Page 45 Review by Stephen
Delicious. Not for a moment did I think I was going to enjoy this, but it is so grotesque, so over the top - with some really raw, visceral nay nocturnal art from Phillips - that I couldn't help laughing.
It's one of those where you'll be comparing your favourite moments of outrage, whether it's seeing zombie Captain America's scalp sliced off with his own shield, then him carrying in his gloved hands the green goo of his slopped-out brains for the rest of the day, listening to zombie Peter Parker whine, whine, whine ("I ate my wife -- my aunt! Why?! Why did I do that?!"), or having gigantic world-devourer Galactus touch down, only for the Marvel zombies to declare they're hungry. Having spent years in the Marvel universe bickering with wife Janet then punching her in the face, Hank Pym, in his Giant Man costume here, goes one better and literally bites her head off! Perhaps the biggest "No!" moment, though, is when you find out what Hank's been keeping in the fridge.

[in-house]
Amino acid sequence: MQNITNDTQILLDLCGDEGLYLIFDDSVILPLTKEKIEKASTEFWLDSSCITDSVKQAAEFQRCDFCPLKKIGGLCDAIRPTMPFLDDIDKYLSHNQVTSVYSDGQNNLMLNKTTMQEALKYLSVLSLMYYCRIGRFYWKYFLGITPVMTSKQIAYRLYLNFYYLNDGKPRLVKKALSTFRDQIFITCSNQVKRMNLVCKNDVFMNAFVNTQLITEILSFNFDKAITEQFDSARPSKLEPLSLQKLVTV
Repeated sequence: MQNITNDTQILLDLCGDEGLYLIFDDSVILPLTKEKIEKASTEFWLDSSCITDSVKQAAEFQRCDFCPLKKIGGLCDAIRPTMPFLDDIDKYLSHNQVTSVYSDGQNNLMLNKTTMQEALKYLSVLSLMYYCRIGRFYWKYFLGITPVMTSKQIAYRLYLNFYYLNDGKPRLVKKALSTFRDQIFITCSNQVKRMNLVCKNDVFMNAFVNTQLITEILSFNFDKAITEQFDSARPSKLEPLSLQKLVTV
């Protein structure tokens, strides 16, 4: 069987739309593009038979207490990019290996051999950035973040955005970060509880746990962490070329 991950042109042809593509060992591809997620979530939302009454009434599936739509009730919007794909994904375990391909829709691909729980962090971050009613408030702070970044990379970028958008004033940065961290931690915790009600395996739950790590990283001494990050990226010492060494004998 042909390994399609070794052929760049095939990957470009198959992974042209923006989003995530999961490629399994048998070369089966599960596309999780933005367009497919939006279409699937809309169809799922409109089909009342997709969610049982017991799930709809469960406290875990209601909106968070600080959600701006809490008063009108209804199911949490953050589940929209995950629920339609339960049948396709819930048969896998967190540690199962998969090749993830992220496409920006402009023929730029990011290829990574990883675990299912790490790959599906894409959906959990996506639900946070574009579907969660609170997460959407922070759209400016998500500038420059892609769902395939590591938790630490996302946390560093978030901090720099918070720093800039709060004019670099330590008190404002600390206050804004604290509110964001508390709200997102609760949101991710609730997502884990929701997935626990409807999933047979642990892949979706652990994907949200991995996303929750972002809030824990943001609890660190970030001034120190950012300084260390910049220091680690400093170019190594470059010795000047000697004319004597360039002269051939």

Here's the set-up: in ULTIMATE FANTASTIC FOUR vol 5 (by no means an essential read before you pick this up, although it was enormous fun) the Ultimate Universe's Reed Richards makes contact with his counterpart in what readers initially presumed was the regular Marvel Universe. It wasn't. It was this one, in which the entire population has been munched for lunch by its zombified superheroes. As this kicks off they're really starving - and it's only when they get to feed that their frenzy dies down long enough to give them space to think.
I've never found Kirkham (WALKING DEAD, much loved by Mark and Tom) a particularly literate writer, but he's brought something else to table instead. Together with Phillips he seems to have relished making this as gross as he possibly can, mutilating the cast in all manner of imaginative ways, and I think that's half the fun: doing things to A-list Marvel superheroes that you'd never see elsewhere. Hiring Arthur Suydam for the covers was the final masterstroke. He produced a series of luxurious paintings, each a witty, zombified tribute to a classic Marvel cover, and here Marvel represent not only all fifteen Suydam images (there were a lot of variants) but their original sources as well.